Today the U.S. Food and Drug Administration posted a warning letter to Ningbo Huize Commodity Co., an over-the-counter (OTC) drug manufacturer, for significant current good manufacturing practice (CGMP) violations, including data integrity issues.
“Americans deserve to have confidence in the quality of drugs the FDA regulates – from the prescription medicines they take to the over-the-counter products they use in their daily lives, like toothpaste and sunscreen. Helping assure the quality and safety of these products is one of our greatest responsibilities as a public health agency. In recent years, the FDA has focused additional resources on efforts to prevent, uncover and combat data integrity lapses. We’ve focused comprehensive new efforts on these risks, both through our global inspections program as well as providing updated guidance, and to train our staff on identifying concerns related to data integrity,” said Acting FDA Commissioner Ned Sharpless, M.D. “Today’s action shows our continued commitment in our oversight of over-the-counter drug manufacturing and protecting consumers from products that may put them at risk.”
The warning letter issued to Ningbo Huize details a failure to have adequate quality control mechanisms in place. The company provided FDA investigators multiple documents that were falsified, including the cleaning validation reports and batch production and control records for multiple drugs. The firm also provided records showing they performed the required periodic reviews of their operation to assure quality, which they later admitted were also falsified. These CGMP violations cause all drugs manufactured by Ningbo Huize to be adulterated under the Federal Food, Drug, and Cosmetic Act (FD&C Act). The FDA also considers the adulterated products to be misbranded because the product labels did not include all the required information and directions for use. The labels of OTC medicines must comply with all requirements of the FD&C Act and applicable regulations. Following the inspection in March 2019, the FDA placed the company on import alert in June 2019 to prevent their drugs from entering the U.S. market. The company has also agreed to voluntarily recall drugs.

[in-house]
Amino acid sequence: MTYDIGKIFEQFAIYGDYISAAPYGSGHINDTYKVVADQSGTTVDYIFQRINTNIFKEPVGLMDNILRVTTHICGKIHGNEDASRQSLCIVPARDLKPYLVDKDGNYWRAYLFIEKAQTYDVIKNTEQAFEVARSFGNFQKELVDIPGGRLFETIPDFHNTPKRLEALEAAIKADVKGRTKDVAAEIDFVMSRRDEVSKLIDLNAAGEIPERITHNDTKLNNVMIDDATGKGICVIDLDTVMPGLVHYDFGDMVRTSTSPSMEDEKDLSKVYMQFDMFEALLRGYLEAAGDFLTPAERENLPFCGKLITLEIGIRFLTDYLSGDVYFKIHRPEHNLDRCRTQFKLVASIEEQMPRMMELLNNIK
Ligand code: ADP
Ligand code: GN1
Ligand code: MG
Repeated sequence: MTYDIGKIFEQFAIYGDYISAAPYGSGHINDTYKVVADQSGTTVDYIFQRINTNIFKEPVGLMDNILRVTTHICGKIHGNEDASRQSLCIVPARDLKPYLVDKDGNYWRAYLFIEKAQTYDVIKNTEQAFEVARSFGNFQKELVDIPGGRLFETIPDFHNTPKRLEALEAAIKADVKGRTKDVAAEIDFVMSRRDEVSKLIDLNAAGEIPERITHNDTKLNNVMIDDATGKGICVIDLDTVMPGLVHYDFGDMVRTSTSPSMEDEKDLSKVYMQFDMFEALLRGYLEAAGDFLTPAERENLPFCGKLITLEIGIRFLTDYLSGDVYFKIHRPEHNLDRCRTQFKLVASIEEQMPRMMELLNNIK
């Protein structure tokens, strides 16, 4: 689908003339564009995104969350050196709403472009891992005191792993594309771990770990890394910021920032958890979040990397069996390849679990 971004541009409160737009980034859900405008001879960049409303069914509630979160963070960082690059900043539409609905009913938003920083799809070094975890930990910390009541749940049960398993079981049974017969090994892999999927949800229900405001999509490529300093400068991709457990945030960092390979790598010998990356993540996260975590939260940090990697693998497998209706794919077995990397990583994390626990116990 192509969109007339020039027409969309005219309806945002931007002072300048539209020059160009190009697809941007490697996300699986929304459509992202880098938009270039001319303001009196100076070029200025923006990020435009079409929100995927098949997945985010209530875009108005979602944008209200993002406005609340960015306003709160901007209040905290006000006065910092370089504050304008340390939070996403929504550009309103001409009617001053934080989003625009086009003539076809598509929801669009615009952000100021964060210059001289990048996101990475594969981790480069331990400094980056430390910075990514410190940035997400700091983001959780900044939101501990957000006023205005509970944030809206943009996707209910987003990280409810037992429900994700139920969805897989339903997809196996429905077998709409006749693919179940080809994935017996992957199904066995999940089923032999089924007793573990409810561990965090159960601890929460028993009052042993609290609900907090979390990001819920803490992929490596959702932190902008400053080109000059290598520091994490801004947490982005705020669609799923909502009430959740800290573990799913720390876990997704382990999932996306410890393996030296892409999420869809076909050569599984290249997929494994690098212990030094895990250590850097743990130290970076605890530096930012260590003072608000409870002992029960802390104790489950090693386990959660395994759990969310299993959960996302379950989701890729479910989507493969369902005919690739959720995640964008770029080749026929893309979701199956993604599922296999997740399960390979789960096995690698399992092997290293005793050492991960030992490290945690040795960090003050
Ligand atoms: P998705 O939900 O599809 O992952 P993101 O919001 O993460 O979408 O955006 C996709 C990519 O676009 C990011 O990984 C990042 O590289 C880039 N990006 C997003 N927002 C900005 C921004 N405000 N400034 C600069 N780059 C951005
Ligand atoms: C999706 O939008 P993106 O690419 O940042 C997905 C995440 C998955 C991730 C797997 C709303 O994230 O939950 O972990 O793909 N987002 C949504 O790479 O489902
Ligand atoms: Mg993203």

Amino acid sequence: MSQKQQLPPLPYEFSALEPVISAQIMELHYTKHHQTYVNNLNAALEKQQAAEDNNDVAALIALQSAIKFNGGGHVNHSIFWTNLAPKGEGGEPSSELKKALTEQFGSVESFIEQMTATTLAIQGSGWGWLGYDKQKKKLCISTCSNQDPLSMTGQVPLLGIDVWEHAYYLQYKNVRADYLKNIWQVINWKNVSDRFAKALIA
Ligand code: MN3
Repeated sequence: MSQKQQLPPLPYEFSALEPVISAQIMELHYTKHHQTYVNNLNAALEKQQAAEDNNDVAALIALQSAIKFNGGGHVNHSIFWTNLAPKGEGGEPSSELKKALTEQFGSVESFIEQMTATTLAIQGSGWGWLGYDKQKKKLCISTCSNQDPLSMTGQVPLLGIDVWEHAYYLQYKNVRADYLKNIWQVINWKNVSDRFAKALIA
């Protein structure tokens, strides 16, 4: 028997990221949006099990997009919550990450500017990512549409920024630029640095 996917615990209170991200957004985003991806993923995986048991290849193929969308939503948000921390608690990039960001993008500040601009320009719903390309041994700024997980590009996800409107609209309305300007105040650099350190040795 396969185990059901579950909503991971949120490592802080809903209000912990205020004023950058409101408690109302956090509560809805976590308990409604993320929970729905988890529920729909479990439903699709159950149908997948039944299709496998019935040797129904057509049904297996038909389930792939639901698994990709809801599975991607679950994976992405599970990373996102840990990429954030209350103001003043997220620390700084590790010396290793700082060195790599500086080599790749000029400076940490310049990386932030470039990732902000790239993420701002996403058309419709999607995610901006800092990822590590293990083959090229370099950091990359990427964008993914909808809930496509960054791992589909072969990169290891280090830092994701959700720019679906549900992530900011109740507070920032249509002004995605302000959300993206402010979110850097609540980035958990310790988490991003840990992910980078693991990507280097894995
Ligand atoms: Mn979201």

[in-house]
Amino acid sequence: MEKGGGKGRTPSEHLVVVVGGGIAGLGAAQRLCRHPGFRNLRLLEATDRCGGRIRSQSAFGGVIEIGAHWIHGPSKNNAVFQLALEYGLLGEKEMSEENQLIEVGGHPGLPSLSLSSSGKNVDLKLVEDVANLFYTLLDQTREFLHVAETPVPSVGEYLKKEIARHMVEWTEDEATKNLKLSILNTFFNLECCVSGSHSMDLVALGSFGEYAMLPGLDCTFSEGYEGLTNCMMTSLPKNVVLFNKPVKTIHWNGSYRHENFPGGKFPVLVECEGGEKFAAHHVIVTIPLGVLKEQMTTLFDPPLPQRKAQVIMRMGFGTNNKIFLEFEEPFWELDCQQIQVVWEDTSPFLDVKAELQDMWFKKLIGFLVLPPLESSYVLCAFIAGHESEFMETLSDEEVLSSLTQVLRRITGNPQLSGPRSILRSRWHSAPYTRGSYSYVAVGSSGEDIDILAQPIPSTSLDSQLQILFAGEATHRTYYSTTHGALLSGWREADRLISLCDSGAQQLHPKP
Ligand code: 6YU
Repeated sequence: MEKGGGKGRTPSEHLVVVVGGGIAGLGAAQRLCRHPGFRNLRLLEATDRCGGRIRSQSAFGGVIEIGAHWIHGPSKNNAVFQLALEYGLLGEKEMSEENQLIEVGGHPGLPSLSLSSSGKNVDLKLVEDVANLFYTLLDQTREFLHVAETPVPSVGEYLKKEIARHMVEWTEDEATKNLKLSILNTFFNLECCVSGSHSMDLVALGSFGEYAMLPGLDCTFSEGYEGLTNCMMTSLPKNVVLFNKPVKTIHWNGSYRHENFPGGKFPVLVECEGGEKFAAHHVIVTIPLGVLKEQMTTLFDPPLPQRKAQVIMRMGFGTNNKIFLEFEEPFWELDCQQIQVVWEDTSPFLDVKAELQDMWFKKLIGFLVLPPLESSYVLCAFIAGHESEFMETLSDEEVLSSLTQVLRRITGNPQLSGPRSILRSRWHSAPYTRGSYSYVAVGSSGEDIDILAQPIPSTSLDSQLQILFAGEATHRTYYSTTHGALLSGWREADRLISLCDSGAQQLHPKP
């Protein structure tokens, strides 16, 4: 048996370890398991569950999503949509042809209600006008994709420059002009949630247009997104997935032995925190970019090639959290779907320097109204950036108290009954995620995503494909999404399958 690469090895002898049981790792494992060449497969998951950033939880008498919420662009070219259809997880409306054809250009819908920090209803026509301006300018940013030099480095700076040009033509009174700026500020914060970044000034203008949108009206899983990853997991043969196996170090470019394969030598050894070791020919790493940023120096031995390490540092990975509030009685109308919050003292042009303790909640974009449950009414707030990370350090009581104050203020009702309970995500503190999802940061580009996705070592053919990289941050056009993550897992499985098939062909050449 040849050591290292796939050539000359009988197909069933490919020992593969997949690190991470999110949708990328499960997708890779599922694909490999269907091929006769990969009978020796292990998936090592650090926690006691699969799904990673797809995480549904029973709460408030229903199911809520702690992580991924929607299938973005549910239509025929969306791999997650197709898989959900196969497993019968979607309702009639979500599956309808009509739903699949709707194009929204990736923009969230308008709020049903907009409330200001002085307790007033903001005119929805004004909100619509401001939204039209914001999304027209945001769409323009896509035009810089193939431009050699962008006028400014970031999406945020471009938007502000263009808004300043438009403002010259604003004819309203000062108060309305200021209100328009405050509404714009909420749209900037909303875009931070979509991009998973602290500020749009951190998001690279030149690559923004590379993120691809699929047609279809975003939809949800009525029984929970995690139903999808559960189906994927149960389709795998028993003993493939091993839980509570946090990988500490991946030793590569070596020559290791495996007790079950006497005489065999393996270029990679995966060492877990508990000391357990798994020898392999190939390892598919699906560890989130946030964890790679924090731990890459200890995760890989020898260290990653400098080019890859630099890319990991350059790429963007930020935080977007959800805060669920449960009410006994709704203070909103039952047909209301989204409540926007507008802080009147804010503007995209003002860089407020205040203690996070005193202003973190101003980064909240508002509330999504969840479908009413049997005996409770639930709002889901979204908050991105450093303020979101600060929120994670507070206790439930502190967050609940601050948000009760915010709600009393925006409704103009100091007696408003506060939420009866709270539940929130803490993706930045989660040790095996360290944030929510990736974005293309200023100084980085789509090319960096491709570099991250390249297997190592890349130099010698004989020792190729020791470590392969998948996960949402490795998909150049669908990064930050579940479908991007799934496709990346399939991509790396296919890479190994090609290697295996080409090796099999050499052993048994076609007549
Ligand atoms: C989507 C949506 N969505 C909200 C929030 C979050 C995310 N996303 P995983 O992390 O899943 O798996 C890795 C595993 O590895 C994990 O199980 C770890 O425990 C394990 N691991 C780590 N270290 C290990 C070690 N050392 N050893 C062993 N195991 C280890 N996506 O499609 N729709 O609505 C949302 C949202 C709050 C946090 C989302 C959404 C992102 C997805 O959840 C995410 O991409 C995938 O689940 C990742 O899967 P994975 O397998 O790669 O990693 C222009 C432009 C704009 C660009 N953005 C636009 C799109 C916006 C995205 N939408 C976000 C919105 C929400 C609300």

The FDA requested a response from the company within 15 working days of receipt of the letter. The company is directed to inform the agency of the specific actions taken to address each of the agency’s concerns. The warning letter also states that failure to correct violations may result in the FDA continuing to refuse admission of products manufactured at the company’s facility.
The FDA has uncovered circumstances of drug quality data and information being inaccurate, which can mask problems and failures. Patients cannot be assured of the safety and effectiveness of their medication when data has been altered.
One critical way to help ensure product quality is to prevent data integrity lapses from the outset. Over the past two decades, the FDA has publicly outlined its expectations for the accuracy, reliability and truthfulness of all data and information collected by drug manufacturers. In 2018, the agency updated guidance for industry on ensuring data integrity and compliance with CGMP. The FDA’s data integrity guidance aims to help manufacturers have the tools and systems in place to prevent adulterated products from entering the U.S. marketplace. Pharmaceutical quality can only be assured by robust quality control, which includes vigilant oversight of data integrity. This helps ensure the safety, effectiveness and quality of the drug products produced for the American public. When the agency finds manufacturers who are not complying with data integrity requirements, the FDA takes action against those manufacturers’ practices and works to bring them into compliance.
Most manufacturers are complying with the CGMP regulations and following technical standards outlined in guidances and in meetings with stakeholders and Americans should continue to use the OTC products, like sunscreen and toothpaste, they produce. The FDA will continue to ensure that drug manufacturers around the globe meet the required standards for drug quality that American consumers expect.